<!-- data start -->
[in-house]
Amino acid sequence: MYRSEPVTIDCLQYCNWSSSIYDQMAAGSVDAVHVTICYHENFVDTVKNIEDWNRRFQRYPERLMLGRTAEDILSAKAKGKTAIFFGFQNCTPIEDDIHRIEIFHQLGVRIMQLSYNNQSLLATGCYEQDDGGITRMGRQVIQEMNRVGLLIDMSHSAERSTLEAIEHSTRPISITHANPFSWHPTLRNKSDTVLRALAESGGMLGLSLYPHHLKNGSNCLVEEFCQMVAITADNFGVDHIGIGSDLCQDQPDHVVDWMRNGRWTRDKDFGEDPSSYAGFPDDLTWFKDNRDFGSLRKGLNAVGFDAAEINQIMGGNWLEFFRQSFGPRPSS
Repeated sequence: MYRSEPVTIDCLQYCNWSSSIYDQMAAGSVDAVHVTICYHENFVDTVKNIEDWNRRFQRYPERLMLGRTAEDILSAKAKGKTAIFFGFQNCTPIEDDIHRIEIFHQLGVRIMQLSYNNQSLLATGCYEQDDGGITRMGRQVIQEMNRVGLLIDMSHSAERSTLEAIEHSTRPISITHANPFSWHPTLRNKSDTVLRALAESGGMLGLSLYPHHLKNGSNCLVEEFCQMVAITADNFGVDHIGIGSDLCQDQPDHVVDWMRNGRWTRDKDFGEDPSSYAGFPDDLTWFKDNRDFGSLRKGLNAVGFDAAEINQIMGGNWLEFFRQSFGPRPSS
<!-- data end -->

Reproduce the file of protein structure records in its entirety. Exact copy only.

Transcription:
[in-house]
Amino acid sequence: MYRSEPVTIDCLQYCNWSSSIYDQMAAGSVDAVHVTICYHENFVDTVKNIEDWNRRFQRYPERLMLGRTAEDILSAKAKGKTAIFFGFQNCTPIEDDIHRIEIFHQLGVRIMQLSYNNQSLLATGCYEQDDGGITRMGRQVIQEMNRVGLLIDMSHSAERSTLEAIEHSTRPISITHANPFSWHPTLRNKSDTVLRALAESGGMLGLSLYPHHLKNGSNCLVEEFCQMVAITADNFGVDHIGIGSDLCQDQPDHVVDWMRNGRWTRDKDFGEDPSSYAGFPDDLTWFKDNRDFGSLRKGLNAVGFDAAEINQIMGGNWLEFFRQSFGPRPSS
Repeated sequence: MYRSEPVTIDCLQYCNWSSSIYDQMAAGSVDAVHVTICYHENFVDTVKNIEDWNRRFQRYPERLMLGRTAEDILSAKAKGKTAIFFGFQNCTPIEDDIHRIEIFHQLGVRIMQLSYNNQSLLATGCYEQDDGGITRMGRQVIQEMNRVGLLIDMSHSAERSTLEAIEHSTRPISITHANPFSWHPTLRNKSDTVLRALAESGGMLGLSLYPHHLKNGSNCLVEEFCQMVAITADNFGVDHIGIGSDLCQDQPDHVVDWMRNGRWTRDKDFGEDPSSYAGFPDDLTWFKDNRDFGSLRKGLNAVGFDAAEINQIMGGNWLEFFRQSFGPRPSS